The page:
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Wangdue Phodrang Dzong and the mystery of its frequent mishaps.

Updated: Dec 2, 2022

History of the fortress

Photogrpahy of old Wangdi Phodrang Dzong.

The Wangduephodrang Dzong, constructed in 1638, was one of Zhabdrung Ngawang Namgyel's early Dzongs. It was one of the numerous fortress monasteries built to control the nation and unite the people. Tenzin Rabgye, the fourth Desi ("Desi" translates to "chieftain of a region"), enlarged Wangdue Phodrang Dzong. He added a second, two-story building to the Zhabdrung Ngawang Namgyel's four-story building. Then, Dzongpon (Governor) Geduen Chophel oversaw the building project. Later, Sonam Lhendup, the seventh Dzongpon of Wangduephodrang, erected a statue of Lord Buddha and added another new building to the Dzong.

Statue of Zhabdrung Ngawang Namgyel.

The Dzong was eventually extended toward the current town by Kawang Sangye, a strong local lord. Acho Boep, a subsequent Wangzop (ruler of Wangdue), gave the order to continue building, transforming the Dzong into its current configuration.

The catastrophes

The Wangduephodrang Dzong was often destroyed but always rebuilt. The Dzong was destroyed by a large fire in 1837 and afterwards restored. The Dzong was severely destroyed by an earthquake under the reign of Lama Neten Pelden Singye and rebuilt. The renovation also included Dzongpon Damchung; however, it's unclear when. The dzong was updated under Dronyer Pema Wangdi's direction during the reign of the late monarch, Jigme Dorji Wangchuck.

Wangdue Phodrang Dzong has been and is used as the provincial capital of the Shar district since it was built. The historic cantilever bridge that originally crossed the Punatsangchu has a fascinating history that connects it to the Wangdue Phodrang Dzong. Under the supervision of a renowned mason from Rinchengang Village by the name of Drakpa, the bridge was built after the dzong. A mandala honouring Mithugpa (Aksobya) was erected at the base of the bridge's foundation as a defence against flash floods. A significant flood during the reign of the 20th Wangzop Domchung destroyed the bridge, but the base where the mandala was set was still standing.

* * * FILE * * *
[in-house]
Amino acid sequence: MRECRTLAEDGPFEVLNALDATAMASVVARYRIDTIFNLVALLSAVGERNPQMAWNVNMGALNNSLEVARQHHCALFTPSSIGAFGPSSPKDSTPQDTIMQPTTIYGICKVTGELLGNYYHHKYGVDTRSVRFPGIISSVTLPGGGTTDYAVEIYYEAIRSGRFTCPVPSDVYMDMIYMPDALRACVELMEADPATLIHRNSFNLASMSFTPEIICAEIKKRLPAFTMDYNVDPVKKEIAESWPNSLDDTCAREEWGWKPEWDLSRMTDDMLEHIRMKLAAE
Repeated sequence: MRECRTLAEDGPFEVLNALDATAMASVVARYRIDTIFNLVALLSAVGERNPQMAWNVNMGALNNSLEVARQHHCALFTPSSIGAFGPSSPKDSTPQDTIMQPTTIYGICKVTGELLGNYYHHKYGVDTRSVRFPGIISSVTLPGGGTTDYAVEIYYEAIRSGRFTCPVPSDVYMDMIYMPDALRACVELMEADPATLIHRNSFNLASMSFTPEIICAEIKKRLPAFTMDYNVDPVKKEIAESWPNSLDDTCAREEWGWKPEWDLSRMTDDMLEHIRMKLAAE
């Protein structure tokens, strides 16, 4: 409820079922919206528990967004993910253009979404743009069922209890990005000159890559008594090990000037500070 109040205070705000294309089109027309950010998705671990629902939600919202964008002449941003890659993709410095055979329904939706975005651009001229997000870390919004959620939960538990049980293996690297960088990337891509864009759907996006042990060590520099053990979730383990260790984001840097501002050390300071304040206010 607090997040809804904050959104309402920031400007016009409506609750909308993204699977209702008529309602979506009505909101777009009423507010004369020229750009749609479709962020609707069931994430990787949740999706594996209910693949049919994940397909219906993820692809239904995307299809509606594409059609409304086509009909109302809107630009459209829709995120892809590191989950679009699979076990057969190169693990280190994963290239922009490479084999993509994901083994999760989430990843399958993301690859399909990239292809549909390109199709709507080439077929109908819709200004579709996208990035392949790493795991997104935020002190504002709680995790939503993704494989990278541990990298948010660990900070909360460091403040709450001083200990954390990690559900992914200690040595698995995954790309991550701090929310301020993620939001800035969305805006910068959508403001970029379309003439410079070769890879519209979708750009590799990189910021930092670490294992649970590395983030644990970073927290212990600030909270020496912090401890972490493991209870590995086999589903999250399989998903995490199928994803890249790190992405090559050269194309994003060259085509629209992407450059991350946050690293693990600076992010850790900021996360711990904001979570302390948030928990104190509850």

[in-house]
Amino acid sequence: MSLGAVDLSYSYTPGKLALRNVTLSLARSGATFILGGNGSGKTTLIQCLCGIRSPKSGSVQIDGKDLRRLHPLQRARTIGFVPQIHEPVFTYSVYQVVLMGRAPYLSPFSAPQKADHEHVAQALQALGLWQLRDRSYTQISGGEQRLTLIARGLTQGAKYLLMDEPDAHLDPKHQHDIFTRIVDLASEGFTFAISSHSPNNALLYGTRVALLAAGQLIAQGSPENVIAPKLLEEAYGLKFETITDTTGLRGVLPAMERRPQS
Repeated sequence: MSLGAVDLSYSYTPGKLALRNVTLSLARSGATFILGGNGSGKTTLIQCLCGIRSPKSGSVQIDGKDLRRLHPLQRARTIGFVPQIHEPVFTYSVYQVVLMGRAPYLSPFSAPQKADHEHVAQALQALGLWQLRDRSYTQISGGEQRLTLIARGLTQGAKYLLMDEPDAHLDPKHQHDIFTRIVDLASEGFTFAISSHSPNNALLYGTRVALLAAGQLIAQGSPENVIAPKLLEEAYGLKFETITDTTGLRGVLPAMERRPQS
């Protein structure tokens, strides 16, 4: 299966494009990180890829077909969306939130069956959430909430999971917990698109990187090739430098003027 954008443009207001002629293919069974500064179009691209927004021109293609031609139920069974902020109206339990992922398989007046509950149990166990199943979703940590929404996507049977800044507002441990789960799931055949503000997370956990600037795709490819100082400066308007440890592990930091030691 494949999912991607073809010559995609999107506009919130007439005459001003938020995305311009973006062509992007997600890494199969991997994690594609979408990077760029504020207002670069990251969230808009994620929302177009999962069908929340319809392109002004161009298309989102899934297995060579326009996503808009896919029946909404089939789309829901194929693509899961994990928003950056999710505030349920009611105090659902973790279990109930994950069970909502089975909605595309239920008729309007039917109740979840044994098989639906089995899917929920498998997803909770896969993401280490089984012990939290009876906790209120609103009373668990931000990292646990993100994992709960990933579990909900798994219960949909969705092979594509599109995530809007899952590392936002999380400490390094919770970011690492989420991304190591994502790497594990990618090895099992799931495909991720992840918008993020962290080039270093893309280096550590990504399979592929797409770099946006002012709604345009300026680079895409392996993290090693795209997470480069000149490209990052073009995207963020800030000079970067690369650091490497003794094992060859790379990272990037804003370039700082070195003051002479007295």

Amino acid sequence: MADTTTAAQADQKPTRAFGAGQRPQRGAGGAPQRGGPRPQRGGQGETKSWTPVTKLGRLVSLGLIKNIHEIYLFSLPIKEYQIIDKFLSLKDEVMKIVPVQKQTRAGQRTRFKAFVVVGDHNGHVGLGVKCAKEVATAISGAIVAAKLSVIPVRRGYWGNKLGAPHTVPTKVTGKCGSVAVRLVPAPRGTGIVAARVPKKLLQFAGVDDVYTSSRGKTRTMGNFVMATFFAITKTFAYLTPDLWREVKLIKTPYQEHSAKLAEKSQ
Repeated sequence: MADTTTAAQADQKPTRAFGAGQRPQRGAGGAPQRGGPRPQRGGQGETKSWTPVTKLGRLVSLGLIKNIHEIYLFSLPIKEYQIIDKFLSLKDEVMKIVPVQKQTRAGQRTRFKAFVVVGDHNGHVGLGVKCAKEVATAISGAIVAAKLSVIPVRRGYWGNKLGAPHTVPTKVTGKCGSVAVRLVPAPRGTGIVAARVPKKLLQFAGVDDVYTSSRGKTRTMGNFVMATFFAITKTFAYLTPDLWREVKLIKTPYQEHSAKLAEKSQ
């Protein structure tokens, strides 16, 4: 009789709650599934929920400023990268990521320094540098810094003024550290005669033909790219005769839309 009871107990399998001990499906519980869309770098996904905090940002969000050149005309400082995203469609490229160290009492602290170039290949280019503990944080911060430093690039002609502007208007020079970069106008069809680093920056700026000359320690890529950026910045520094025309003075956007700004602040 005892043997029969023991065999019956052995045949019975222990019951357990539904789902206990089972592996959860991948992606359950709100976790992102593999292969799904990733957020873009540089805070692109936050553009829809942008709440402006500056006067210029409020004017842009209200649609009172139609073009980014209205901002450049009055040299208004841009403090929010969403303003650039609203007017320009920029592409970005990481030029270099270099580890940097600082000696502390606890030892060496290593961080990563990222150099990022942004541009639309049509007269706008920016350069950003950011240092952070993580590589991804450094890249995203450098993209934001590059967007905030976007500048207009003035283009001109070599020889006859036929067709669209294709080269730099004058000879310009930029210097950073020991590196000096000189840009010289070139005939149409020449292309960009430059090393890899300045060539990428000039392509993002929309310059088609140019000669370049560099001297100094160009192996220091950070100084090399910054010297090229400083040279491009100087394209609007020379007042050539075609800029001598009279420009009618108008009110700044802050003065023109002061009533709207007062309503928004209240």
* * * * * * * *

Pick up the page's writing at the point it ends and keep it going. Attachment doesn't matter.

Yet again, the place was destroyed by a large fire on June 24, 2012. The Dzong was undergoing renovations when the razing fire occurred, and the majority of the precious artefacts that were moved had been rescued.

Picture courtesy : Kunsel

Firefighters were unable to approach the Dzong because of the intense heat from the flames, which raged for hours without ceasing. Additionally, firefighters had a difficult time due to the Dzong's building, which follows the contour of a ridge above Punatshangchu. The fire on the wooden stronghold was thought to have been started by a wiring fault.

Recent re-construction of Wangduephodrang Dzong

The Wangduephodrang Dzong was once again able to decorate the mythical hill that resembled the trunk of a sleeping elephant after ten years.

On the 67th birth anniversary of the 4th King of Bhutan (November 11, 2022), the historic Wangduephodrang Dzong was dedicated after being restored to its former splendour under the direction of the Royal Family.

His Majesty King Jigme Khesar Namgyal Wangchuck commanded the dzong to be restored to its former grandeur with cutting-edge technology for disaster resilience and provided $200,000 million to start construction. The reconstruction work based on the new design was initiated in 2014.

Local craftsmen used conventional materials and methods to construct the new building on the foundation of the old. The workers utilized galvanized steel latches to attach floors to walls, more durable building materials, and bearings in the fortress's foundation for innovative modern and traditional design and technology integration. To facilitate maintenance and serve as a secure exit during emergencies, a service tunnel is placed in the centre spine of the dzong.

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